too. The dreamy opener sets the mood what could have been the soundtrack of a pleasant journey to
picturesque places. Most songs and tunes are original, plus the traditional Scottish ballad "Bonnie Jean
Cameron" and a Breton, Welsh and Irish tune, respectively. Fellow-countryman Tim O'Brien sometimes comes to mind. The music is
predominantly quiet and lyrical, but it is no New Age stuff anyway. Instead the new millennium is saluted
with an additional CD-ROM application.
Lone Raven Music, email@example.com; 2731 Hills-Miller Road, Delaware, OH 43015
Hayden: Cathal Hayden
Smallworld HOOK 001; 13
Tracks, Playing time:
It has been a long time ago,
Hayden has released his first solo album. About
twenty years ago
he teamed up with Arty McGlynn, Nollaig Casey
and Johnny Ringo
McDonagh to record one of the finest fiddle and
banjo albums that
has ever been recorded (this one, by the way has
just been re
released on CD, and it's one of the CDs to go
for, since it's a
real classic..) After a long time with Four Men
and a Dog and
recently some festival appearences with Paddy
Keenan, Cathal has
now released his second solo album. And again
Arty McGlynn is in
the boat, as a guitar player and a producer.
It's an essentiall
fiddle resp. banjo solo album. And it is another
great one by the
man from Tyrone !! 12 sets of brilliantly played
irish music, some classics like The Connachtsman
Rambles or the
Dublin Reel played with fresh energy, some great
Brendan McGlinchey (when is his album coming
out, by the way ??)
and John Carty. Always backed as pleasant as
usual by Mr. McGlynn's
guitar and on some tracks joined by Brian
One set of slides features also Sliabh Notes' accordian player
Donal Murphy. Not to forget one song (The Mountains of Pomeroy)
sung by Seamus Begley. All in all a great successor of his first
album, the real stuff !
Contact: Becky Morris, Smallworld Music, PO
BOX 747, Belfast, Tel: +44 028 382384 firstname.lastname@example.org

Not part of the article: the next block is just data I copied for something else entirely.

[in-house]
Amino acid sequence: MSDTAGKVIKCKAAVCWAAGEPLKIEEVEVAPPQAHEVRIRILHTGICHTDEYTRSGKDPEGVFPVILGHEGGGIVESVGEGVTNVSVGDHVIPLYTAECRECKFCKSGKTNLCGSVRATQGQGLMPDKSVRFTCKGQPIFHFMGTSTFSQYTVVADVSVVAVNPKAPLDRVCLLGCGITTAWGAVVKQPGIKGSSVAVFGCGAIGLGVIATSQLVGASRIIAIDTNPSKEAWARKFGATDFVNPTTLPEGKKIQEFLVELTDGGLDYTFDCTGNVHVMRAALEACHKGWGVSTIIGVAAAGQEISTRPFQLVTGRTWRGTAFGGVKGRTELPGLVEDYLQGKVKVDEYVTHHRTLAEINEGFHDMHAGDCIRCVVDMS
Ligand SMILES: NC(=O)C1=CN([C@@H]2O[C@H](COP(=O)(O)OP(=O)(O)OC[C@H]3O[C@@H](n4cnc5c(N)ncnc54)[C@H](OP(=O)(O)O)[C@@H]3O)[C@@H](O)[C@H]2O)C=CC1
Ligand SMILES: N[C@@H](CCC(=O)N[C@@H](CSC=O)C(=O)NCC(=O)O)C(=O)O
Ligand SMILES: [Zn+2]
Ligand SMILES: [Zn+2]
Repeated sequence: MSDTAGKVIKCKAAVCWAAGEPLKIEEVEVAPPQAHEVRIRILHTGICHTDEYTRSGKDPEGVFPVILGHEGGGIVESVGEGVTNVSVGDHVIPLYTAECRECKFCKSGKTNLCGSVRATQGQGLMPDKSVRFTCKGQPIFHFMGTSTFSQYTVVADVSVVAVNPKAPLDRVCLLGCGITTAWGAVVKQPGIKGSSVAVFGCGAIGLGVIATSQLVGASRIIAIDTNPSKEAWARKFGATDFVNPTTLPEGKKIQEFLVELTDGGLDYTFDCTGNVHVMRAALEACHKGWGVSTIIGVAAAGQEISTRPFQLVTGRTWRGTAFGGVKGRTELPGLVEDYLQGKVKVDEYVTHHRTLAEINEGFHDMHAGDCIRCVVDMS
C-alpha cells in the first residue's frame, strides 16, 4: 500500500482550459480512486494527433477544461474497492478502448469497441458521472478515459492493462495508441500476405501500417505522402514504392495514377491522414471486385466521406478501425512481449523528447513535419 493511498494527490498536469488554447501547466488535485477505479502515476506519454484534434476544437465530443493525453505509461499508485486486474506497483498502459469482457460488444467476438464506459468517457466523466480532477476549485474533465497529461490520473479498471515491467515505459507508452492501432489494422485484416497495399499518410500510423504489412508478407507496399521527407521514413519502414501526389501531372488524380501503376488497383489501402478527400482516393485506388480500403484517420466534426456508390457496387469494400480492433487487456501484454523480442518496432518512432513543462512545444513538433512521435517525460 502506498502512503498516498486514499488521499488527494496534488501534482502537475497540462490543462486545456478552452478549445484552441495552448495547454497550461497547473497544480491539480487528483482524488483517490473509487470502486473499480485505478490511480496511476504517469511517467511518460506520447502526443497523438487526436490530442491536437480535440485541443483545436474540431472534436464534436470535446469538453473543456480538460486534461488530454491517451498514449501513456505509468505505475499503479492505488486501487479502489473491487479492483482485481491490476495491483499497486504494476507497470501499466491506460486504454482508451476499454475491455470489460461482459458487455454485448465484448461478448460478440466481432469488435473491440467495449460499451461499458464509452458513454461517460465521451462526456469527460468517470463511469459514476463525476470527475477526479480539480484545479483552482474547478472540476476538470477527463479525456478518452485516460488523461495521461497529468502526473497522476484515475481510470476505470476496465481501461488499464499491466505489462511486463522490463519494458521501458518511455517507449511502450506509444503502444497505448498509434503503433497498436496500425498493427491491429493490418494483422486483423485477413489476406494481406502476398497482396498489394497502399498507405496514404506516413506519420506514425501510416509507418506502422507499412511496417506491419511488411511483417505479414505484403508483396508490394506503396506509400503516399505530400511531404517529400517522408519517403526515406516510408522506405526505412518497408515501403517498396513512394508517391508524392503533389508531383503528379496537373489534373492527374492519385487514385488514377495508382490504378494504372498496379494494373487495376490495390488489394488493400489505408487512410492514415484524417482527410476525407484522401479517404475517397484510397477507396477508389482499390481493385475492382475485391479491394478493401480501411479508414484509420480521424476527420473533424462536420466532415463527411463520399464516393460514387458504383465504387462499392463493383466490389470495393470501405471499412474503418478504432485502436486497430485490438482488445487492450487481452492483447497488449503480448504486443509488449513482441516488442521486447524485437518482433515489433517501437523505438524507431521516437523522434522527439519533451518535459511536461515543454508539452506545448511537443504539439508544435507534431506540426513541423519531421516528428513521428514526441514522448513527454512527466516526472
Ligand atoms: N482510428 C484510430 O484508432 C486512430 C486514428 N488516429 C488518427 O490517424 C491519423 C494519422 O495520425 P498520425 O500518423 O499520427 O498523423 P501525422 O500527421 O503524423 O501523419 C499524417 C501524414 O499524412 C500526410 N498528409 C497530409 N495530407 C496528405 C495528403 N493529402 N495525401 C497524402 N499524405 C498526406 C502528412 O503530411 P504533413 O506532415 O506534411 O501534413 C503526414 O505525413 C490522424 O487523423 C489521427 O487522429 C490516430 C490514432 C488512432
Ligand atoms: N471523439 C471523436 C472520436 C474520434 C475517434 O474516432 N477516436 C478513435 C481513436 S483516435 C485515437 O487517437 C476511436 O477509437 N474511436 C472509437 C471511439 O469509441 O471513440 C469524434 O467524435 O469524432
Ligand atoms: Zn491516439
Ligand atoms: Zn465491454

Label: sound propulsion
The first time I heard Tid by the Swedish group B.A.R.K. it irritated me. I didn't know what to think of their music. I had to get used to the monotone singing of lead singer Anders Larsson, to the drumbeats (which are very strong and fast) and to the sampling, which caught me by surprise. Now, a few weeks later, I realize that this is a great CD with a sound of its own but that it takes some time for the music to really get to you. It's a mixture of well-played traditional Swedish music, modern beat and samples. Some songs like "medan man lever" are hypnotizing; others just make me want to dance and lose my head. If you like a mixture of traditional and modern music, you should give this CD a try. It has some very intens moments and believe me, the more often you hear it, the better it gets.
Flairck "symphony for the old world"
Label: Flairck; 2000
There is no need for me to write much about the background of Flairck's new release, as you can read the article about them in this issue of Folkworld. This 2 CD set will bring you two hours full of surprises. With the help of four solo musicians from all over Europe, Erik Visser (together with his group Flairck) has created a symphony of traditionally inspired music. The combination of newly written material and traditional music is very effective. The music still has the typical Flairck sound but because of the guest musicians it has a lot more to offer. One of the highlights is Marius Preda, playing his cymbalon as if the devil were at his heels. The other three soloists also show that they are masters at their instruments. Listen to Mirella Pirskanen singing while she is playing the violin in her own style, to Roelof Rosendal playing music from the west on his uilleann-pipes and, last but not least, to Eric Vaarzon Morel creating warm flamenco music on his guitar. All this with the help of the Flairck musicians, who create the basis for the soloists to excel. And yes, Natalia Rogalski, Flairck's lead singer can be heard in all four languages.Don't hesitate, however, you won't regret buying this double CD.
Flairck,Tolsteegplantsoen 27, 3523AJ Utrecht Holland; tel.+31-02545691
"ro ro til siraland"
Label: Heilo/grappa; HCD 7159; 1999
Time and again, Norwegian female singers surprise me with their unique sound. Now a new name is heard: Kjersti Wiik. She has been collecting Norwegian folk and religious songs for many years and this is her second CD with a selection of her favourites plus several children's songs. Wiik's voice has a classical ring This makes songs like "Ro ro te fjore" and "Nu ma barnet sove" sound like Christmas carols for cold winter nights. The musical approach is very traditional and only occasionally some electric instruments can be heard. I like that especially in "Nu rinner solen opp av østerlide"; the electric guitar provides this beautiful ballad with a strong ending. The same applies to "A kjipo ho sto pa kølabrøto"; the use of electric instruments adds something extra to the sound of ordinary folktunes. The CD is a peaceful listening experience and very suitable for quiet moments. The music is not particularly surprising but it will help you to relax after a hard day's work.
Label: Amigo; Amcd742; 2000